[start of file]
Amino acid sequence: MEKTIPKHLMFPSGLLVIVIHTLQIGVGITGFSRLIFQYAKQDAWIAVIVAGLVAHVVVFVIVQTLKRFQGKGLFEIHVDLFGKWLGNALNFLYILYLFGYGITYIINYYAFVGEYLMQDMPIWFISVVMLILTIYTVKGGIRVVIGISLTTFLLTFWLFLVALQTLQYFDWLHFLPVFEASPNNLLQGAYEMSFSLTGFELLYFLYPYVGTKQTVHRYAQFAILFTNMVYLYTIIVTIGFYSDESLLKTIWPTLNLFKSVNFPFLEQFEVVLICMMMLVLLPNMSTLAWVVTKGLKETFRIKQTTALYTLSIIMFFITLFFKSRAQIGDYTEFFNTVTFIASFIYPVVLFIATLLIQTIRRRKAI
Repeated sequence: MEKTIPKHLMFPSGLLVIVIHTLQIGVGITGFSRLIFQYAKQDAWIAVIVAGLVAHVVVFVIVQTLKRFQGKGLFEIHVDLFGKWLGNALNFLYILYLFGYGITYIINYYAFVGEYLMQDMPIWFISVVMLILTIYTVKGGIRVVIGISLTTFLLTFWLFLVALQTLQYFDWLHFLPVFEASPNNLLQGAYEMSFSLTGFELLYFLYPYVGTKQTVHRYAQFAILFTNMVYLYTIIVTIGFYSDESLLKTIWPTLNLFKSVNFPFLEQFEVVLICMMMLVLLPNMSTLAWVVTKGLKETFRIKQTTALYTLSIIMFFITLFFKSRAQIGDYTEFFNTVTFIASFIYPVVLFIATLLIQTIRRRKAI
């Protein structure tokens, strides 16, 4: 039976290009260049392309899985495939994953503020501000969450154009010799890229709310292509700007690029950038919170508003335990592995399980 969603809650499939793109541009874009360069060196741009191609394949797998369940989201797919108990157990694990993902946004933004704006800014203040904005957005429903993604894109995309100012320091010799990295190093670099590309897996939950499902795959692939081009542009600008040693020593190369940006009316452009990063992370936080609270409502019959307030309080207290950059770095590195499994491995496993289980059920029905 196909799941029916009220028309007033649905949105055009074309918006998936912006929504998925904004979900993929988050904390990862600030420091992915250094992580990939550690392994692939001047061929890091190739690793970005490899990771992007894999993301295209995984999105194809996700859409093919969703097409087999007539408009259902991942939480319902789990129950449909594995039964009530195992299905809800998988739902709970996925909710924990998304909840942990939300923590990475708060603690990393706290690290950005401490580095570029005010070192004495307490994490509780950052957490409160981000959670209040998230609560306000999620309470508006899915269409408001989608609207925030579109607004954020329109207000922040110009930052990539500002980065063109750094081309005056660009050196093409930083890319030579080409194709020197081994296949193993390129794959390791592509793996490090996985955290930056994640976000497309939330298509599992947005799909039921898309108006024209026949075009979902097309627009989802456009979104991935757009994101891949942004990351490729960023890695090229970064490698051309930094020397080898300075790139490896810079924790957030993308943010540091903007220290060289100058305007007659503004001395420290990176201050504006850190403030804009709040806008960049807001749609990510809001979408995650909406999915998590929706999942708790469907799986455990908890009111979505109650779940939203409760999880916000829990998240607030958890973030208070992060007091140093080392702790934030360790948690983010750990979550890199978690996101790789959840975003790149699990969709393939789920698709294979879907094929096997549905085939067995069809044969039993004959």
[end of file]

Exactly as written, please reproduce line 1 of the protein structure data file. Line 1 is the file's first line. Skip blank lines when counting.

Amino acid sequence: MEKTIPKHLMFPSGLLVIVIHTLQIGVGITGFSRLIFQYAKQDAWIAVIVAGLVAHVVVFVIVQTLKRFQGKGLFEIHVDLFGKWLGNALNFLYILYLFGYGITYIINYYAFVGEYLMQDMPIWFISVVMLILTIYTVKGGIRVVIGISLTTFLLTFWLFLVALQTLQYFDWLHFLPVFEASPNNLLQGAYEMSFSLTGFELLYFLYPYVGTKQTVHRYAQFAILFTNMVYLYTIIVTIGFYSDESLLKTIWPTLNLFKSVNFPFLEQFEVVLICMMMLVLLPNMSTLAWVVTKGLKETFRIKQTTALYTLSIIMFFITLFFKSRAQIGDYTEFFNTVTFIASFIYPVVLFIATLLIQTIRRRKAI